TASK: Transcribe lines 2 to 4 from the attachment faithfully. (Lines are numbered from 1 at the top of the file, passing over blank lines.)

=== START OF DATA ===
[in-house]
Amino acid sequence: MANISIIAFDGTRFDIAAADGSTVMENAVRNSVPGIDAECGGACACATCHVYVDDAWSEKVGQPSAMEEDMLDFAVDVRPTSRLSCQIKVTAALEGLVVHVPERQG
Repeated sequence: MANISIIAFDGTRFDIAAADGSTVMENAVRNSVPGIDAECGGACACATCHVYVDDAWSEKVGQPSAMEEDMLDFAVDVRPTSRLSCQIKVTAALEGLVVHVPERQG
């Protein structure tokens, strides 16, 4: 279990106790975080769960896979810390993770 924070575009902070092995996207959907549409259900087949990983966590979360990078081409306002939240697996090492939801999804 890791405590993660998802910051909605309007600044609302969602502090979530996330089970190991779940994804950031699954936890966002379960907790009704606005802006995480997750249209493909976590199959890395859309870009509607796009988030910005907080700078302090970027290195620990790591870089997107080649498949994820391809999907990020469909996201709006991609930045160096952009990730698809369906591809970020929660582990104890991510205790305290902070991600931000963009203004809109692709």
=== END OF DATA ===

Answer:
Amino acid sequence: MANISIIAFDGTRFDIAAADGSTVMENAVRNSVPGIDAECGGACACATCHVYVDDAWSEKVGQPSAMEEDMLDFAVDVRPTSRLSCQIKVTAALEGLVVHVPERQG
Repeated sequence: MANISIIAFDGTRFDIAAADGSTVMENAVRNSVPGIDAECGGACACATCHVYVDDAWSEKVGQPSAMEEDMLDFAVDVRPTSRLSCQIKVTAALEGLVVHVPERQG
């Protein structure tokens, strides 16, 4: 279990106790975080769960896979810390993770 924070575009902070092995996207959907549409259900087949990983966590979360990078081409306002939240697996090492939801999804 890791405590993660998802910051909605309007600044609302969602502090979530996330089970190991779940994804950031699954936890966002379960907790009704606005802006995480997750249209493909976590199959890395859309870009509607796009988030910005907080700078302090970027290195620990790591870089997107080649498949994820391809999907990020469909996201709006991609930045160096952009990730698809369906591809970020929660582990104890991510205790305290902070991600931000963009203004809109692709």